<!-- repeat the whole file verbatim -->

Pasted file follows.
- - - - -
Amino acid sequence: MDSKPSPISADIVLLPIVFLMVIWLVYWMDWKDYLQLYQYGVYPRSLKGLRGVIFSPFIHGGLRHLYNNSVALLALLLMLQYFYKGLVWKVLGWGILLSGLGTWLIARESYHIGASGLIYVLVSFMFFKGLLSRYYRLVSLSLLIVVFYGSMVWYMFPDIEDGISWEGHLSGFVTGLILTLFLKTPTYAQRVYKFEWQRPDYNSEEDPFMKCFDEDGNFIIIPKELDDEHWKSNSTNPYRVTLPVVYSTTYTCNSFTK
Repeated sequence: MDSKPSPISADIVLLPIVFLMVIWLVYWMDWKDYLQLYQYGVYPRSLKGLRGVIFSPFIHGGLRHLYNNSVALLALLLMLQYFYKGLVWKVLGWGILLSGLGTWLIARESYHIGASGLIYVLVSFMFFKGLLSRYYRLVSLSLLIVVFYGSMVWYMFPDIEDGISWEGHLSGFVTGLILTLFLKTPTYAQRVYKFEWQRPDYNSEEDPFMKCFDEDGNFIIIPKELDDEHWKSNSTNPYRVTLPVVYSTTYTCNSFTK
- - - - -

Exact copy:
Amino acid sequence: MDSKPSPISADIVLLPIVFLMVIWLVYWMDWKDYLQLYQYGVYPRSLKGLRGVIFSPFIHGGLRHLYNNSVALLALLLMLQYFYKGLVWKVLGWGILLSGLGTWLIARESYHIGASGLIYVLVSFMFFKGLLSRYYRLVSLSLLIVVFYGSMVWYMFPDIEDGISWEGHLSGFVTGLILTLFLKTPTYAQRVYKFEWQRPDYNSEEDPFMKCFDEDGNFIIIPKELDDEHWKSNSTNPYRVTLPVVYSTTYTCNSFTK
Repeated sequence: MDSKPSPISADIVLLPIVFLMVIWLVYWMDWKDYLQLYQYGVYPRSLKGLRGVIFSPFIHGGLRHLYNNSVALLALLLMLQYFYKGLVWKVLGWGILLSGLGTWLIARESYHIGASGLIYVLVSFMFFKGLLSRYYRLVSLSLLIVVFYGSMVWYMFPDIEDGISWEGHLSGFVTGLILTLFLKTPTYAQRVYKFEWQRPDYNSEEDPFMKCFDEDGNFIIIPKELDDEHWKSNSTNPYRVTLPVVYSTTYTCNSFTK